Analysis: The Tulsa County jobs and infrastructure package Vision2 provides two propositions. Proposition 2 generates $257.9 million for city projects, $92 million for county capital projects and $12 million is the expected bond and interest cost for a total of $361.92 in improvements without increasing taxes. If you like the individual projects and trust local elected officials, this package will earn your support.
Proposition 1 is a little more complicated, but the short take away is that facilities at the Tulsa International Airport (TIA) Industrial Complex are owned by the City of Tulsa. We have operated them as a slumlord and failed to maintain what has provided high paying jobs from multiple enterprises that have clearly multiplied prosperity throughout the region for generations.
Since Herman DeVry’s short flight on July 11, 1911 in his homebuilt monoplane; Tulsa has been a key city for aviation (visit the Tulsa Air and Space Museum for dramatic details). In the 30s Tulsa was World’s Busiest Airport with 58,000 takeoffs recorded in 1939. On March 4, 1941 Tulsans voted and approved a bond issue to purchase 1,000 acres of land to build a U.S. Air Force plant to produce bombers. The Vision2 package is the long delayed necessary upgrade.
The inside of some buildings have not been painted since my father worked there during WWII. At the American Airlines maintenance facility today, workers must flatten the back tires and lift the noses of newer planes just to get them in the door for work. Over 15,000 Tulsa families depend on aerospace/manufacturing jobs at the now 639-acre complex.
Vision2 Proposition 1 improvements include: Roof maintenance, hanger modifications to support new aircraft, pavement repairs to ramps, roads, and parking lots, utility upgrades, air conditioning, and equipment specific to aircraft maintenance.
Of course the primary tenant of these facilities, American Airlines, is currently in the news with bankruptcy issues which, depending on who you ask, is either the total and complete fault of mindless management or destructive demands by unions. Pick one or believe they are both at fault as you may, even if the company structure dissolves or another business buys them, the Tulsa facility holds capabilities that should continue to generate regional economic prosperity.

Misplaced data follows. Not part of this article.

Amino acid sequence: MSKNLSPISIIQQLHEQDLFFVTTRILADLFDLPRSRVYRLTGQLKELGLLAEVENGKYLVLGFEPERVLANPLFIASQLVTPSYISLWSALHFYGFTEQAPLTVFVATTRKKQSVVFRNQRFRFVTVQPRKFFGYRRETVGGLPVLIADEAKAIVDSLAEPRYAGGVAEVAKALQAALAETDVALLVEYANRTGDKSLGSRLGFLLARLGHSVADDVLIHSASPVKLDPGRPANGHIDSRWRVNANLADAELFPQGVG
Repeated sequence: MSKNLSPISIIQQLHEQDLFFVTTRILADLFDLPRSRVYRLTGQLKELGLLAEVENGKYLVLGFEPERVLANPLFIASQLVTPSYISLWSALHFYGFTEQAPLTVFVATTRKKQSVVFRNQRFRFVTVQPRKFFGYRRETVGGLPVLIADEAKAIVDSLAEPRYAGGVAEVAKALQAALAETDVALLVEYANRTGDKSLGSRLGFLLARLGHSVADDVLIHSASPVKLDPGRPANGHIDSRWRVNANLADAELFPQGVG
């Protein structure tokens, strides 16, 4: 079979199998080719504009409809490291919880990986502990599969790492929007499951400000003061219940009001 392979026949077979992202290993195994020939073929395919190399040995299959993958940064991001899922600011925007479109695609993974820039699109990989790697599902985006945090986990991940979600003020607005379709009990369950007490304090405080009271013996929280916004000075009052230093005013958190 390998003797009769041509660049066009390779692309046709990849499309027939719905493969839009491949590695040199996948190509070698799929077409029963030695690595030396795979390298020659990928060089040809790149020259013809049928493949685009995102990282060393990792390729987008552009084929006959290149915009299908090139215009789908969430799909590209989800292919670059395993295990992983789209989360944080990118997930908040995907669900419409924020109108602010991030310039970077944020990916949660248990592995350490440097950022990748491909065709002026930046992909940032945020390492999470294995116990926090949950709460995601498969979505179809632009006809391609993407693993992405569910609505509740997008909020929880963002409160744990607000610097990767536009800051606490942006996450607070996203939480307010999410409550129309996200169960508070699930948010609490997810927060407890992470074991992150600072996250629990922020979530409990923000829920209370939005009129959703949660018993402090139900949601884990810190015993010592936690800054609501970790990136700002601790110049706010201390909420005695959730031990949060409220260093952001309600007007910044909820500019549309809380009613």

Also included in Proposition 1 is a fund to provide an expected $52.94 million to attract and keep companies that bring jobs to Tulsa County. This money is restricted to designated infrastructure such as sewer lines, water and street improvements. Employers are required to provide guarantees of employment levels within specific industries (aerospace/aviation, energy, health care, information security, professional services, regional headquarters, transportation, distribution/logistics). Even if these companies later move (terms of location are required), the community infrastructure remains for other private companies to utilize.
Many who follow local issues have known of the needs at the TIA complex for years and how American Airlines was seriously concerned by Tulsa’s failure to maintain the facility. Other cities have offered to build whatever American wanted if they would move, but the company is both loyal to Tulsa and aware that one of their competitors could easily assume operations at the complex if American should relocate.
This writer argued against the timing of Vision2 passionately with multiple elected officials, but American Airlines made a compelling case that they need a commitment from local officials on critical infrastructure as soon as possible. Ok, fine, the greatest turning point of our nation’s history will be decided Tuesday as we choose between socialism and free enterprise, but regardless of that national outcome Tulsa’s local infrastructure requires attention. This package does not grow government, but provides funds for bricks and mortar that support employment critical now and for generations to come.
Tulsa Today supports Vision2 in both propositions. For more information on Vision2, click here.